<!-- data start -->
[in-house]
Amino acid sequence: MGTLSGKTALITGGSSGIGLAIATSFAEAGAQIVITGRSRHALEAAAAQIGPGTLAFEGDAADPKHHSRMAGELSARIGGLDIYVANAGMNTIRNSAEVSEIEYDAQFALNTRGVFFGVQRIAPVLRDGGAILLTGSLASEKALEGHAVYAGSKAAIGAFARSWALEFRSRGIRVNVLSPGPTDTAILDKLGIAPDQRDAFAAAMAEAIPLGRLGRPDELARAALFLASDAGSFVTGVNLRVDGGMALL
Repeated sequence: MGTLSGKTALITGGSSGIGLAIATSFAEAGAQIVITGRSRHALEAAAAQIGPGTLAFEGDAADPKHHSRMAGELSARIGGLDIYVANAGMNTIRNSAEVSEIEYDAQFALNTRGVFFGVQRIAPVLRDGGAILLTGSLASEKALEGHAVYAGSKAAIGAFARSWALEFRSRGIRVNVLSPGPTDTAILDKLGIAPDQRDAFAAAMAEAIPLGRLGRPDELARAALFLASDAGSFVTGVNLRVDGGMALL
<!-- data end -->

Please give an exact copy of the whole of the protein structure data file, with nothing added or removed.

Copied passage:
[in-house]
Amino acid sequence: MGTLSGKTALITGGSSGIGLAIATSFAEAGAQIVITGRSRHALEAAAAQIGPGTLAFEGDAADPKHHSRMAGELSARIGGLDIYVANAGMNTIRNSAEVSEIEYDAQFALNTRGVFFGVQRIAPVLRDGGAILLTGSLASEKALEGHAVYAGSKAAIGAFARSWALEFRSRGIRVNVLSPGPTDTAILDKLGIAPDQRDAFAAAMAEAIPLGRLGRPDELARAALFLASDAGSFVTGVNLRVDGGMALL
Repeated sequence: MGTLSGKTALITGGSSGIGLAIATSFAEAGAQIVITGRSRHALEAAAAQIGPGTLAFEGDAADPKHHSRMAGELSARIGGLDIYVANAGMNTIRNSAEVSEIEYDAQFALNTRGVFFGVQRIAPVLRDGGAILLTGSLASEKALEGHAVYAGSKAAIGAFARSWALEFRSRGIRVNVLSPGPTDTAILDKLGIAPDQRDAFAAAMAEAIPLGRLGRPDELARAALFLASDAGSFVTGVNLRVDGGMALL